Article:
Wednesday, February 2, 2011

Dainty Cadaver Director Postmortem: John Hurley

Rounding out our stellar roster of directors is John Hurley, artistic director of Impetuous Theater Group, whose work I first got to know with last year’s Saturday Night Saloon run of Crystal Skillman’s HACK!: An I.T. Spaghetti Western and then, in short order, Impetuous and The Brick’s production of Crystal’s NYIT Award-winning The Vigil or the Guided Cradle. The humor, sharpness and adventurousness of John’s work in those pieces was translated in full effect to the Dainty Cadaver Team C production of This Is a Brick. This was surely the most avant-garde of the three finished plays, and he totally rocked it. Read on to find out how!


What projects have you worked on in the past that have prepared you for the speed and strangeness of the Dainty Cadaver process?
I think directing any sort of 'downtown' theatre in this city is a little like operating in an ER during a black-out (but in this case we did it on purpose!). "The Vampire Cowboys' Saloon" helped me get addicted to the speed, but nothing prepared me for the 'strange' (though Jeff tried).

You all found amazing casts who seemed game for anything and completely keyed into the concept behind the project. What’s the secret?
I thought Jordi's answer to this was great (like all her answers) so almost want to say "dito", but... in addition I'll point out the sappy answer-- "trust"--not just actors trusting the director-- but! the all important Director trusting the Actors-- trusting them enough to let them be a heavy part of the creation of the work (even if it's just watching for their impulses and not allowing the actors to censor themselves). I think when actors feel ownership of the work-- they fight for it (even if it's weird). Unfortunately, I tend to just tell actors what to do and then throw fits and sob (which works remarkably well thanks to their empathetic nature!!!). But the prior answer is what I say in public.

What was the biggest surprise you encountered when reading the script for the first time?
The characters kept getting killed off!

What was the biggest challenge you faced when you actually started to stage the plays?
The disjointed structure.

Did you go into the process with any sort of overarching interpretation of what the story and action of the play were about, or did you just let the chips fall where they would?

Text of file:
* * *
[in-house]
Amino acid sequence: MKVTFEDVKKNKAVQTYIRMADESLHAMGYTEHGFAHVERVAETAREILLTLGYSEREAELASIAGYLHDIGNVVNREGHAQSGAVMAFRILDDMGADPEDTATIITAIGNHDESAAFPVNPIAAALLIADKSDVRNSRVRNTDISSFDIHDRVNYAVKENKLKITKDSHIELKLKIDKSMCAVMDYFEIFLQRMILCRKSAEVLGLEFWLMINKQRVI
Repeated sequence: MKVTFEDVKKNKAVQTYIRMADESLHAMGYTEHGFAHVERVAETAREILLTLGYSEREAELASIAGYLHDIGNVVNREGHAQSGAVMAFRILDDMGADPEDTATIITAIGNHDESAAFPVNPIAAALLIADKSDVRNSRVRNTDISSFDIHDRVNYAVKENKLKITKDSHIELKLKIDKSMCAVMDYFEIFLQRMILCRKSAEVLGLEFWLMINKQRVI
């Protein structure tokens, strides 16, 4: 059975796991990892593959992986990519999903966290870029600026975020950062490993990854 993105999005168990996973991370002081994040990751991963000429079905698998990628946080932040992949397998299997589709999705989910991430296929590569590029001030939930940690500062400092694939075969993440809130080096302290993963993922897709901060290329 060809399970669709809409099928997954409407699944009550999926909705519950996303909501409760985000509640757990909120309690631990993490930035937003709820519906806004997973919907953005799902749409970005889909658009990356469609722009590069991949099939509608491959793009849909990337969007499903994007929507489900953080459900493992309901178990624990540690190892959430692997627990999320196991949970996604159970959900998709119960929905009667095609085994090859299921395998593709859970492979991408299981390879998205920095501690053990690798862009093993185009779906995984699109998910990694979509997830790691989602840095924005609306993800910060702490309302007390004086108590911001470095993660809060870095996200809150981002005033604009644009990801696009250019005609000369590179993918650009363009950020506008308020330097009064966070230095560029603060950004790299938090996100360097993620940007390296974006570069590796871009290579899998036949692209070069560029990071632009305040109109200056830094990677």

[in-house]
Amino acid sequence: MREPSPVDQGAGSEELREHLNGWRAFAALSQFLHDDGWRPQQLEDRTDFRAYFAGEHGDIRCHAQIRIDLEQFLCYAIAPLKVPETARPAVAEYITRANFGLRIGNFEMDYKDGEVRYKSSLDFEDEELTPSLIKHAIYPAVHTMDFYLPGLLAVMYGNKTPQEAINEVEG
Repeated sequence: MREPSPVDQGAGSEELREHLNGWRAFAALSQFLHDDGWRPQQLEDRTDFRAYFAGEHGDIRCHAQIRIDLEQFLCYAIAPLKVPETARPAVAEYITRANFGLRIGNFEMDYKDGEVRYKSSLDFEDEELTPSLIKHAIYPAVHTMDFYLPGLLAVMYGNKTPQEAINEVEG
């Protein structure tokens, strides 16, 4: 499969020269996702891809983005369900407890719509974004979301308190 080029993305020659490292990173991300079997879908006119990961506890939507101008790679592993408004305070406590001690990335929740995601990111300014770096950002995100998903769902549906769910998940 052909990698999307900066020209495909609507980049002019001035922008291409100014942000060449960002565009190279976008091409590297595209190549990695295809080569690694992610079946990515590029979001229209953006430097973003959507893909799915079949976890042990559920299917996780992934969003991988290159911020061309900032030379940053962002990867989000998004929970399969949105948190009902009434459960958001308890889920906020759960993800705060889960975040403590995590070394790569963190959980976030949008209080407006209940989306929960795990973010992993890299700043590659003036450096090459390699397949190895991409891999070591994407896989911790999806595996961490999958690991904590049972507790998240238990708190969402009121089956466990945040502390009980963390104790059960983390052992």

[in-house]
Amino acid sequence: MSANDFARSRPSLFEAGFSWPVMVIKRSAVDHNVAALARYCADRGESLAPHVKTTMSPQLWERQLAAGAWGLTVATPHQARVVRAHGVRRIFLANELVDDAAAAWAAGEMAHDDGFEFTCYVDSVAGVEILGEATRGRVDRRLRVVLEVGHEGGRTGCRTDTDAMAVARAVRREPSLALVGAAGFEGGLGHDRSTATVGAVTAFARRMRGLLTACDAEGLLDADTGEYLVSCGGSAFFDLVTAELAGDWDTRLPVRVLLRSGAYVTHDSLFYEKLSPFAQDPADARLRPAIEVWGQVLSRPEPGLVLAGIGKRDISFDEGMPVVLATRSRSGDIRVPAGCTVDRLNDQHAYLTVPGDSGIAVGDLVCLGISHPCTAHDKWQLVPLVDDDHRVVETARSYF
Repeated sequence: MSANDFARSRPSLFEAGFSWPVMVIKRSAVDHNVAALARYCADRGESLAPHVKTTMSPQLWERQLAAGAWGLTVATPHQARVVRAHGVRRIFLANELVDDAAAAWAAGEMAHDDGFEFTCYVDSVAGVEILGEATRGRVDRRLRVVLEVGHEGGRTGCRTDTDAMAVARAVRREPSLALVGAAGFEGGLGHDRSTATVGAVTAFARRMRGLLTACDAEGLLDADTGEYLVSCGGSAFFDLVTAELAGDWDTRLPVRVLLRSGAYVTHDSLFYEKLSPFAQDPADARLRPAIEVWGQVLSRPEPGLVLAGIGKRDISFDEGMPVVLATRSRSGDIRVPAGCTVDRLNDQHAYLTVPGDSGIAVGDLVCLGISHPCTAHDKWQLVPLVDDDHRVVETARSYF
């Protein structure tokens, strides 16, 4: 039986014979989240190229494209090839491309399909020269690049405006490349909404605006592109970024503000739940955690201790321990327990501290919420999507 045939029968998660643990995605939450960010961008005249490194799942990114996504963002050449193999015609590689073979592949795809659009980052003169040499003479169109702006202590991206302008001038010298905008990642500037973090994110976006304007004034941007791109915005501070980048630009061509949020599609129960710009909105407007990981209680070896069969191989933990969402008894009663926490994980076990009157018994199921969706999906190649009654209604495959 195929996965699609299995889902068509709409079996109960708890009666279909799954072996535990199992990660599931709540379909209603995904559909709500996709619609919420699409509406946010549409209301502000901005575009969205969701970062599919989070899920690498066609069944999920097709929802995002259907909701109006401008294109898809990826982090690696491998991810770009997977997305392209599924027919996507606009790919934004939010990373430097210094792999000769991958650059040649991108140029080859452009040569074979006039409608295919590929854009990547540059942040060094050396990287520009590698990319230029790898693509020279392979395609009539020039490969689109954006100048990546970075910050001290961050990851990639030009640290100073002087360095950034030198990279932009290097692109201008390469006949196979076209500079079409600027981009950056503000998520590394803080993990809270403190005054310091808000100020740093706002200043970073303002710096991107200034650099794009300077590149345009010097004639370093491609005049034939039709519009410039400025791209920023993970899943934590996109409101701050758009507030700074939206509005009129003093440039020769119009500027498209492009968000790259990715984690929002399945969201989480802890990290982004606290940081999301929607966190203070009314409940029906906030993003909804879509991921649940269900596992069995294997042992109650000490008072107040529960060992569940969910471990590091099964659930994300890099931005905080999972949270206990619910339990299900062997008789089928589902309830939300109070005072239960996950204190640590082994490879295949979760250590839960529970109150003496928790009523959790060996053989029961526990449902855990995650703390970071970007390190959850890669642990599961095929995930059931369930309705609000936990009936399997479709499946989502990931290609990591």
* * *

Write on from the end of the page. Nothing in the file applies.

Yes, (oddly enough) even though most of the pieces had nothing to do with one another-- that (in and of itself) became the "interpretation," or maybe that's just my justification but the wonderful thing about "art" is that no one will ever know (except of course if you read the next answer... drat!).

On a similar note, how aware were you of the individual voices of the writers while you were directing – did knowledge that the script was penned by six different writers affect the staging and performance style?
It gave me permission to have stylistic disunity, and it felt appropriate to alter the 'voice' of each scene as the author's voices changed, but... I didn't keep that as a pure 'concept' (which would have been more academic than anything else). For example, the last two scenes were the only ones (of the six) which used the same characters and setting-- the first of which had a dramatic tone, and the second a comedic. I had altered the tone/tempo of each of the first four pieces, but treated the final two as one tone, one tempo. I think I did a disservice to Mr Comtois' writing in doing so (as I turned his drama into melodrama), but it (for a variety of reasons) was what the evening (as a whole) needed (with all apologies to James). So... the answer is that it made me feel guilty.

If you received the unlikely news that we’d be bringing your Dainty Cadaver script to Broadway or BAM, what would be the biggest budget item you’d want to spring for?
I had to cut the blood f/x out of the show (because of time constraints). I would want blood. I would want a lake of blood (and perhaps a small boat to sail in it when the show's over).

Which dead or super-famous playwright would you most like to include in a future Dainty Cadaver?
Lillian Hellman (as a joke answer). Nikolai Gogol would be fun.

What changes or innovations would you suggest for future iterations of the Dainty Cadaver? Do you think the writers or directors should be given any additional kind of formal restraint?
No, I think it's the unstructured nature of it which makes it fun.

What’s next on the docket for you?
I'm directing something Crystal Skillman has yet to write for "NY Madness" in a few weeks (wait! this sounds like... what!?!?). Impetuous Theater Group is planning on producing Lickspittles, Buttonholers, and Damned Pernicious Go-Betweens by Johnna Adams at some point in 2011 (which is as awesome and epic as it's title!).

Anything you want to add that wasn’t accounted for in these questions? It never ceases to amaze me how much organization it takes to produce chaos (if you want the real quality stuff). I tip my hat to Piper McKenzie (in general) and Jeff Lewonczyk (in detail) for a wild, fun, stressful, and rewarding festival. Thanks!

1 comment:

  1. And to quote a movie I am embarrassed to know (and was possibly a Dainty Cadaver Script): "Thank you for a frightening, confusing, strange and dangerous time. What more could a girl ask for." Awesome!